2. Inflation Effects on Exchange Rates. Assume that the UK inflation rate becomes high relative to euro inflation. Other things being equal, how should this affect the (a) UK demand for euros, (b) supply of euros for foreign currency, and (c) equilibrium value of the euro? ANSWER: Demand for euros should increase (euro prices cheaper), supply of euros for sale should decrease (£ prices more expensive), and the euro’s value should increase (supply and demand).
3. Interest Rate Effects on Exchange Rates. Assume euro interest rates fall relative to British interest rates. Other things being equal, how should this affect the (a) euro demand for British pounds, (b) supply of pounds for sale, and (c) equilibrium value of the pound? ANSWER: Demand for pounds should increase, supply of pounds for sale should decrease, and the pound’s value should increase.
4. Income Effects on Exchange Rates. Assume that the income level in the euro area rises at a much higher rate than does the UK income level. Other things being equal, how should this affect the (a) euro area demand for British pounds, (b) supply of British pounds for sale, and (c) equilibrium value of the British pound in terms of the euro? ANSWER: Assuming no effect on interest rates, demand for pounds should increase, supply of pounds for sale may not be affected, and the pound’s value should increase. 5. Trade Restriction Effects on Exchange Rates. Assume that the Japanese government relaxes its controls on imports by Japanese companies. Other things being equal, how should this affect the (a) UK demand for Japanese yen, (b) supply of yen for sale, and (c) equilibrium value of the yen?
ANSWER: Demand for yen should not be affected, supply of yen for sale should increase, and the value of yen should decrease.
6. Effects of Real Interest Rates. What is the expected relationship between the relative real interest rates of two countries and the exchange rate of their currencies? ANSWER: The higher the real interest rate of a country relative to another country, the stronger will be its home currency, other things equal.
7. Speculative Effects on Exchange Rates. Explain why a public forecast about the future value of the euro and about future interest rates by a respected economist could affect the value of the euro today. Why do some forecasts by well-respected economists have no impact on today’s value of the euro?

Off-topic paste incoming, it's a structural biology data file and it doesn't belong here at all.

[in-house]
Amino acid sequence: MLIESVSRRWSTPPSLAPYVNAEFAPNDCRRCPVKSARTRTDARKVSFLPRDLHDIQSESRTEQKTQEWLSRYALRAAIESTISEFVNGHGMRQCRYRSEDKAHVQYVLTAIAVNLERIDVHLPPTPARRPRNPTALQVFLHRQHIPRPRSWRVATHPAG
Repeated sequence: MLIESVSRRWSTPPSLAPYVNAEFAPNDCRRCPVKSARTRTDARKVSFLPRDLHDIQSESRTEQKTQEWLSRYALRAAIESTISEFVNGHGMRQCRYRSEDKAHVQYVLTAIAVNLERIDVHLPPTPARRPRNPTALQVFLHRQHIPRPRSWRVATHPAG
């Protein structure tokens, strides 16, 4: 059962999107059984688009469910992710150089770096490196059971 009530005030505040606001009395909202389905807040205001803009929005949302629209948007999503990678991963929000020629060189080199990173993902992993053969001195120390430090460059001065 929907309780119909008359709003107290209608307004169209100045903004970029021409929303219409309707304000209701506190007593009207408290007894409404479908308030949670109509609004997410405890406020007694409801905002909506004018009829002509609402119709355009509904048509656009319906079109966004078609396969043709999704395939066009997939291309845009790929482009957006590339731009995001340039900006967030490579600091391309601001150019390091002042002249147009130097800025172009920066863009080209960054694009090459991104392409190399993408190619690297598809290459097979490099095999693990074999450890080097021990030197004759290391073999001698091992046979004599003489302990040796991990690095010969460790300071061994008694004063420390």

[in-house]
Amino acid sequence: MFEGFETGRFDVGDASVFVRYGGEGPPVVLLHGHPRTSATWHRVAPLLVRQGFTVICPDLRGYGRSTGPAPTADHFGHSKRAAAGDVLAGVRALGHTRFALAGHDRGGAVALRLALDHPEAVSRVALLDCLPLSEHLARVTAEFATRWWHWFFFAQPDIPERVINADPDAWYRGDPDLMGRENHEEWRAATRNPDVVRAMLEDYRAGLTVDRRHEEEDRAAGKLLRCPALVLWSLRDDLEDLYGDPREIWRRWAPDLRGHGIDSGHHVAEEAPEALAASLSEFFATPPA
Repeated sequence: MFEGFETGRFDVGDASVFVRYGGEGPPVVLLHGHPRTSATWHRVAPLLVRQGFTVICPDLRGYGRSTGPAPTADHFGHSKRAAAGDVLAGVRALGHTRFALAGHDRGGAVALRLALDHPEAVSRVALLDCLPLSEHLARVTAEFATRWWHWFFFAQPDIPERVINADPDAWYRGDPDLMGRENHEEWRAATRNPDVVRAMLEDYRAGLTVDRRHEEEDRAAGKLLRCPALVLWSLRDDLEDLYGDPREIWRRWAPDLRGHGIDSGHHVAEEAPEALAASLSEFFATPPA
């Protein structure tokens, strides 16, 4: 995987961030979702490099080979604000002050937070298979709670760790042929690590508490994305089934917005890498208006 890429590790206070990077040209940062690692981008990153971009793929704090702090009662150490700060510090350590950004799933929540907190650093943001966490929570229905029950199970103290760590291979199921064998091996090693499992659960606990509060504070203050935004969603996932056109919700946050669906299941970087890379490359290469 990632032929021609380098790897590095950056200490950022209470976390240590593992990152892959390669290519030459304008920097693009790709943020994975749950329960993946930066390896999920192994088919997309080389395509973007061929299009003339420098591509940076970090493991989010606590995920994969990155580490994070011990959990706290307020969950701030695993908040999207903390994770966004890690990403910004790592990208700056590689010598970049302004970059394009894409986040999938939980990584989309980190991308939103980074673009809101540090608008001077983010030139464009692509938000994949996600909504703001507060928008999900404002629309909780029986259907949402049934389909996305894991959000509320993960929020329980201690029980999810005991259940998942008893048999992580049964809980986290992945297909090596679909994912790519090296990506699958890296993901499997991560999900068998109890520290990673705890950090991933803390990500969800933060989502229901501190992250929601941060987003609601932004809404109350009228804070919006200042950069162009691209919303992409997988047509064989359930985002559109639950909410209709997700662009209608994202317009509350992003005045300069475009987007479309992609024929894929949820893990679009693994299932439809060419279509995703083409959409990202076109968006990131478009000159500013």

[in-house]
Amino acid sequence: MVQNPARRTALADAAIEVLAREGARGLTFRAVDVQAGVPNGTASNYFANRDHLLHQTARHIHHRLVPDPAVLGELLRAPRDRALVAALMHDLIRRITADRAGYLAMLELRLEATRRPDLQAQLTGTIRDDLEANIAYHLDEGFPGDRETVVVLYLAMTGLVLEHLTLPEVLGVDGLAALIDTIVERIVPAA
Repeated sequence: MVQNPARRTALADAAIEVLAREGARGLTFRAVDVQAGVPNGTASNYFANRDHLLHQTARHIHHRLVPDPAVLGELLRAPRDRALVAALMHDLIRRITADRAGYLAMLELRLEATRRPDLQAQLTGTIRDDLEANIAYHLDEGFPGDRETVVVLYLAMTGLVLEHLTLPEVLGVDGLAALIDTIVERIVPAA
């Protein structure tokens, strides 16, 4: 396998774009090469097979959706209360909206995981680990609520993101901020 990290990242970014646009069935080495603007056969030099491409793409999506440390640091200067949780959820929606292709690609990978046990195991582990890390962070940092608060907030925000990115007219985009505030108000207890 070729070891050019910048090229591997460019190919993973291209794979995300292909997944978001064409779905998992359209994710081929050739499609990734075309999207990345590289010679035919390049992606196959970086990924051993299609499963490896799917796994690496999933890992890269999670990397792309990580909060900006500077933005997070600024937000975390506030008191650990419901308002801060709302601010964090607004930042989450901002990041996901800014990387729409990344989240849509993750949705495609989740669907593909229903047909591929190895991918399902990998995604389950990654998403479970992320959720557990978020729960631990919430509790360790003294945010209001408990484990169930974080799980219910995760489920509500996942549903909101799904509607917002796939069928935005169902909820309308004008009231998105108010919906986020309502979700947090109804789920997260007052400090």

ANSWER: Interest rate movements affect exchange rates. Speculators can use anticipated interest rate movements to forecast exchange rate movements. They may decide to purchase securities in particular countries because of their expectations about currency movements, since their yield will be affected by changes in a currency’s value. These purchases of securities require an exchange of currencies, which can immediately affect the equilibrium value of exchange rates. If a forecast of interest rates by a respected economist was already anticipated by market participants or is not different from investors’ original expectations, an announced forecast does not provide new information. Thus, there would be no reaction by investors to such an announcement, and exchange rates would not be affected.
8. Factors Affecting Exchange Rates. What factors affect the future movements in the value of the euro against the dollar?
ANSWER: The euro’s value could change because of the balance of trade, which reflects more U.S. demand for European goods than the European demand for U.S. goods. The capital flows between the U.S. and Europe will also affect the U.S. demand for euros and the supply of euros for sale (to be exchanged for dollars).